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Dowland Street is a street on the Queen's Park Estate, London W10
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Absalom Road, W10 Absalom Road was the former name for the western section of Golborne Gardens. Acklam Road, W10 Acklam Road was the centre of much action during the building of the Westway. Adair Road, W10 Adair Road is a street on the Kensal Town/North Kensington borders. Albert Road, NW6 Albert Road in NW6 escaped the mass renaming of Albert Roads in London. Albion Mews, NW6 Albion Mews is one of the streets of London in the NW6 postal area. All Saints Road, W11 Built between 1852-61, All Saints Road is named after All Saints Church on Talbot Road. Alperton Street, W10 Alperton Street is the first alphabetically named street in the Queen’s Park Estate, W10. Appleford Road, W10 Appleford Road was transformed post-war from a Victorian street to one dominated by housing blocks. Ariel Road, NW6 Ariel Road was formed from the 1885 combination of Ariel Street and Spencer Terrace. Arundel Gardens, W11 Arundel Gardens was built towards the end of the development of the Ladbroke Estate, in the early 1860s. Avondale Park Gardens, W11 Avondale Park Gardens, unlike other roads in the area, was developed in the 1920s when it was laid out on the former workhouse site. Banister Road, W10 Banister Road just scrapes being classed as belonging to the Queen's Park Estate. Blenheim Crescent, W11 Blenheim Crescent one of the major thoroughfares in Notting Hill - indeed it features in the eponymous film. Bomore Road, W11 Bomore Road survived post-war redevelopment with a slight change in alignment. Bosworth Road, W10 Bosworth Road was the first street built as Kensal New Town started to expand to the east. Bruce Close, W10 Bruce Close replaced the earlier Rackham Street in this part of W10. Brunel Mews, W10 Brunel Mews, a tiny cul-de-sac, is the northern extension of Sixth Avenue. Clarendon Road, W11 Clarendon Road is one of the W11’s longest streets, running from Holland Park Avenue in the south to Dulford Street in the north. Codrington Mews, W11 This attractive L-shaped mews lies off Blenheim Crescent between Kensington Park Road and Ladbroke Grove. Colville Gardens, W11 Colville Gardens was laid out in the 1870s by the builder George Frederick Tippett, who developed much of the rest of the neighbourhood. Cornwall Crescent, W11 Cornwall Crescent belongs to the third and final period of building on the Ladbroke estate. Cornwall Road, W11 Cornwall Road was once the name for the westernmost part of Westbourne Park Road. Dart Street, W10 Dart Street runs eastwards from Third Avenue and becomes Marban Road. Droop Street, W10 Droop Street is one of the main east-west streets of the Queen’s Park Estate. Dyne Road, NW6 Dyne Road dates from the just after the opening of Kilburn Station in 1879. East Row, W10 East Row is a road with a long history within Kensal Town. Edenham Way, W10 Edenham Way is one of the streets of London in the W10 postal area. Elgin Crescent, W11 Elgin Crescent runs from Portobello Road west across Ladbroke Grove and then curls round to the south to join Clarendon Road. Eresby Road, NW6 Eresby Road ran from Kingsgate Road to Kilburn High Road with a turning for Kingsgate Place about halfway down. Exeter Road, NW6 Exeter Road is one of the streets of London in the NW6 postal area. Faraday Road, W10 Faraday Road is one of the ’scientist’ roadnames of North Kensington. Farrant Street, W10 Farrant Street is the missing link in the alphabetti spaghetti of the streetnames of the Queen’s Park Estate Golborne Road, W10 Golborne Road, heart of North Kensington, was named after Dean Golbourne, at one time vicar of St. John’s Church in Paddington. Goldney Road, W9 Goldney Road was built around 1860 on land which was once the property of Westminster Abbey. Great Western Road, W9 Great Western Road’s northernmost section was created after a bridge was constructed over the canal. Harrow Road, W9 Harrow Road is a main road running through Paddington, Willesden and beyond. Hewer Street, W10 Built as part of the St Charles’ estate in the 1870s, it originally between Exmoor Street to a former street called Raymede Street. Huxley Street, W10 Huxley Street is the only street beginning with an H on the Queen’s Park Estate. Kensal House, W10 Kensal House (1936), was designed to show off the power of gas and originally had no electricity at all. Kensal Road, W10 Kensal Road, originally called Albert Road, is the heart of Kensal Town. Kilburn Lane, NW6 Kilburn Lane is one of the streets of London in the NW6 postal area. Kilburn Lane, W10 Kilburn Lane runs around the edge of the Queen’s Park Estate in London W10. Kingsdown Close, W10 Kingsdown Close is one of a select number of roads in London W10 lying south of Westway. Ladbroke Crescent, W11 Ladbroke Crescent belongs to the third and final great period of building on the Ladbroke estate and the houses were constructed in the 1860s. Ladbroke Grove, W10 Ladbroke Grove runs from Notting Hill in the south to Kensal Green in the north, and straddles the W10 and W11 postal districts. Lansdowne Crescent, W11 Lansdowne Crescent has some of the most interesting and varied houses on the Ladbroke estate, as architects and builders experimented with different styles. Lavie Mews, W10 Lavie Mews, W10 was a mews connecting Portobello Road and Murchison Road. Ledbury Road, W11 Ledbury Road is split between W2 and W11, the postal line intersecting the street. Lionel Mews, W10 Lionel Mews was built around 1882 and probably disappeared in the 1970s. Malton Mews, W10 Malton Mews, formerly Oxford Mews, runs south off of Cambridge Gardens. Maple Walk, W10 Post war development on the Queen’s Park Estate created some plant-based street names. Middle Row, W10 Middle Row is one of the original streets laid out as Kensal New Town. Mill Lane, NW2 West of the bridge over the railway, Mill Lane enters the NW2 postcode. Mill Lane, NW6 Mill Lane forms the boundary between Fortune Green and West Hampstead. Mozart Street, W10 Mozart Street was part of the second wave of development of the Queen’s Park Estate. Munro Mews, W10 Munro Mews is a part cobbled through road that connects Wornington Road and Wheatstone Road. Oliphant Street, W10 Oliphant Street was the final alphabetical street on the original Queen’s Park Estate naming scheme. Peach Road, W10 Paach Road is one of the newer streets of the Queen’s Park Estate in London W10 Pember Road, NW10 Pember Road is one of the side streets to the west of Kilburn Lane, NW10 Portobello Road, W10 Portobello Road is split into two sections by the Westway/Hammersmith and City line. Rackham Street, W10 Rackham Street is a road that disappeared from the streetscape of London W10 in 1951. Raymede Street, W10 Raymede Street, after severe bomb damage in the area, disappeared after 1950. Regent Street, NW10 Regent Street, otherwise an obscure side street is one of the oldest roads in Kensal Green. Ronan Walk, W10 Ronan Walk was one of the streets constructed in a 1970s build parallel to the Harrow Road. Severn Avenue, W10 Severn Avenue is a newer thoroughfare in the Queen's Park Estate, London W10 Southern Row, W10 Southern Row was originally South Row to match the other streets in the neighbourhood. St Andrews Square, W11 St Andrews Square is a street in Notting Dale, formed when the Rillington Place area was demolished. Station Walk, W10 Station Walk is one of the streets of London in the W10 postal area. Stoneleigh Place, W11 Stoneleigh Place, formerly called Abbey Road, was built across a brickfield in Notting Dale. Talbot Mews, W11 Talbot Mews seems to have disappeared just after the Second Worid War. Tavistock Crescent, W11 Tavistock Crescent was where the first Notting Hill Carnival procession began on 18 September 1966. Telford Road, W10 Telford Road is one of the local streets named after prominent nineteenth century scientists. The Mansions, NW6 The Mansions is a residential block on the north side of Mill Lane. The Terrace, NW6 The Terrace is one of the streets of London in the NW6 postal area. Thorpe Close, W10 Thorpe Close is a redevelopment of the former Thorpe Mews, laid waste by the building of the Westway. Trellick Tower, W10 Trellick Tower is a 31-storey block of flats designed in the Brutalist style by architect Ernő Goldfinger, completed in 1972. Walmer Road, W11 Walmer Road is the oldest street in the area, dating from the eighteenth century or before. Walterton Road, W9 Walterton Road was the central road of a suburb which was originally proposed to called St. Peter’s Park. Wedlake Street, W10 Wedlake Street arrived as the second wave of building in Kensal Town was completed. Western Dwellings, W10 Western Dwellings were a row of houses, opposite the Western Gas Works, housing some of the workers. Westway, W10 Westway is the A40(M) motorway which runs on an elevated section along the W10/W11 border. Wornington Road, W10 Wornington Road connected Golborne Road with Ladbroke Grove, though the Ladbroke end is now closed to through traffic.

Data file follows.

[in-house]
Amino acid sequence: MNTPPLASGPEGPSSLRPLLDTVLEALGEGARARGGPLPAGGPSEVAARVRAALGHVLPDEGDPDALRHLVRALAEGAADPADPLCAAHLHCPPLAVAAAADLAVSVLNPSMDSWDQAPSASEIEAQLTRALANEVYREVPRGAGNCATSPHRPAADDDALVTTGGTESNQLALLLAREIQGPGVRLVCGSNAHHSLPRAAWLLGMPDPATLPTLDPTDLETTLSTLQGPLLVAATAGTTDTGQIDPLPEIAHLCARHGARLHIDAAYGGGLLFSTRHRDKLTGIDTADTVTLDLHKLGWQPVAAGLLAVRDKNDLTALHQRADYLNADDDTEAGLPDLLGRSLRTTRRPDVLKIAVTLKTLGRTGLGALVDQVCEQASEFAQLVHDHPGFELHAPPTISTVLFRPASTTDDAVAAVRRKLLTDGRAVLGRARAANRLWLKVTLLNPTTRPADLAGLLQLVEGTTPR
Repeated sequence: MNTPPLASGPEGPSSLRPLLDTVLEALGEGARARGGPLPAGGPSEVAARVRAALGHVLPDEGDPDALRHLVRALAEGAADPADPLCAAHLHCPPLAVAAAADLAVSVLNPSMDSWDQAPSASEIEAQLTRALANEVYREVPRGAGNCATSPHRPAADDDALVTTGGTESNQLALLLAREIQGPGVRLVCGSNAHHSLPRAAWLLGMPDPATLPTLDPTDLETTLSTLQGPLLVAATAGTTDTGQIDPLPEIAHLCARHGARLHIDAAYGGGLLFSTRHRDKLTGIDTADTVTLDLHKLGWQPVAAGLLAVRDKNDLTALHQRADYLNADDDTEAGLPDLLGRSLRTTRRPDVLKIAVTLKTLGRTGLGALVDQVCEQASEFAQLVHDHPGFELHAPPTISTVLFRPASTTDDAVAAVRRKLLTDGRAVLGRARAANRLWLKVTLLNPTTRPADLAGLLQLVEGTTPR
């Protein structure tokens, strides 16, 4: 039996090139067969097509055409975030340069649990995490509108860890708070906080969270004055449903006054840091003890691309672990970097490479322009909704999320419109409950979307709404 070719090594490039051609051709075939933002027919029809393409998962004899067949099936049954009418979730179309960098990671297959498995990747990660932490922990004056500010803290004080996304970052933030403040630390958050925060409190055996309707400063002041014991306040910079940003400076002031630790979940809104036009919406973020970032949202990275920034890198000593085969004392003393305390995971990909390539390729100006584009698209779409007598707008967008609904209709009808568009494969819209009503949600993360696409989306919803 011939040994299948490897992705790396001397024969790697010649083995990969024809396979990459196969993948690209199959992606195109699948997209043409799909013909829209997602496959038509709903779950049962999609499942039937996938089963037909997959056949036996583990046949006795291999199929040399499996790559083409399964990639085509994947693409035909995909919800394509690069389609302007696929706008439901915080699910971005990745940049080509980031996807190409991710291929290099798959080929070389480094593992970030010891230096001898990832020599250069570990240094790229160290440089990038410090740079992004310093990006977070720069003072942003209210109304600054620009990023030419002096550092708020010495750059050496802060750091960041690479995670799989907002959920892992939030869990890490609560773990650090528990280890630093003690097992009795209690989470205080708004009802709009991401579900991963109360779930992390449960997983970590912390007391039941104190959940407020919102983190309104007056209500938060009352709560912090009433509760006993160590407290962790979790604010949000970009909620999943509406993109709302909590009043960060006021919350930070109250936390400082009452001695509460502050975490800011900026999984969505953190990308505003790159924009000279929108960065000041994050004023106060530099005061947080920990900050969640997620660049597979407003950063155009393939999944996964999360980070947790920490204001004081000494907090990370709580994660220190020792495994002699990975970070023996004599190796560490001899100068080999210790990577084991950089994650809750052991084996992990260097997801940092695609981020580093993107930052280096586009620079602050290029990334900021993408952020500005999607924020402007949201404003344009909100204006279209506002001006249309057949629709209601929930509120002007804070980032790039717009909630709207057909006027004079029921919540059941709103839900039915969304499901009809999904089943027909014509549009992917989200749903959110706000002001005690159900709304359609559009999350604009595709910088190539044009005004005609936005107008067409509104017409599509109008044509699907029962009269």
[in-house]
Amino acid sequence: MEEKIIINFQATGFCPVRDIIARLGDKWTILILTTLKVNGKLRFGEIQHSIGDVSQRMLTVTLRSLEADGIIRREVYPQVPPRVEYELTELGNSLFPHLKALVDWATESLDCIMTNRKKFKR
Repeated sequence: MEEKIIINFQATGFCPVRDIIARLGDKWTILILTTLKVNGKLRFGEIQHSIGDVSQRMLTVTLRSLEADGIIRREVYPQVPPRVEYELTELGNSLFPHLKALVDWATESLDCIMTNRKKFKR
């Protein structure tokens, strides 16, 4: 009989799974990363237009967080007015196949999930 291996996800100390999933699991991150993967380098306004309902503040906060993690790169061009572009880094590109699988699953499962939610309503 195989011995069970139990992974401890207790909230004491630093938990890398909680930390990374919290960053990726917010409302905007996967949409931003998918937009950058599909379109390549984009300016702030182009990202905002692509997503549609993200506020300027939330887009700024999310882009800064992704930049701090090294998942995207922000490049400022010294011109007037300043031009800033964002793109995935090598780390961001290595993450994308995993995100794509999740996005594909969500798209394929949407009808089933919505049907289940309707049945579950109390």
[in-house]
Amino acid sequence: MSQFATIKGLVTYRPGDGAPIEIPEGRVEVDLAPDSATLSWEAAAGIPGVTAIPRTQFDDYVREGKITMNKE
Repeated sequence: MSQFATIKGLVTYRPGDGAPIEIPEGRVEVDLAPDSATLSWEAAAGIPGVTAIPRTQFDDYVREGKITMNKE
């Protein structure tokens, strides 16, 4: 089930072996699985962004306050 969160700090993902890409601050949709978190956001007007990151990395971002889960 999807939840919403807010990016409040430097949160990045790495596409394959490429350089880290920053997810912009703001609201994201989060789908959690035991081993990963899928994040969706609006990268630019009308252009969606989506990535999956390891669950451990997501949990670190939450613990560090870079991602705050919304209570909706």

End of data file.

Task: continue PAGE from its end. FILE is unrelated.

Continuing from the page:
The part of Queen's Park which is in the W10 postcode and City of Westminster, is known as the Queens Park Estate.
It was built from 1874 by the Artisans, Labourers & General Dwellings Company. The architecture of that estate of some 2000 small houses is distinctively Gothic-revival, with polychrome brickwork, pinnacles and turrets along the bigger roads.
It retains First Avenue
, Second Avenue
etc up to Sixth Avenue
, and originally had streets A-P. The street names have been made into full words, (Alperton Street
, Barfett Street
, Caird Street
, Droop Street
, Embrook Street, Farrant Street
, Galton Street
, Huxley Street
, Ilbert Street
, Kilravock Street
, Lothrop Street
, Marne Street
, Nutbourne Street
, Oliphant Street
, Peach Street).
It was on this estate that the first QPR footballers had their homes.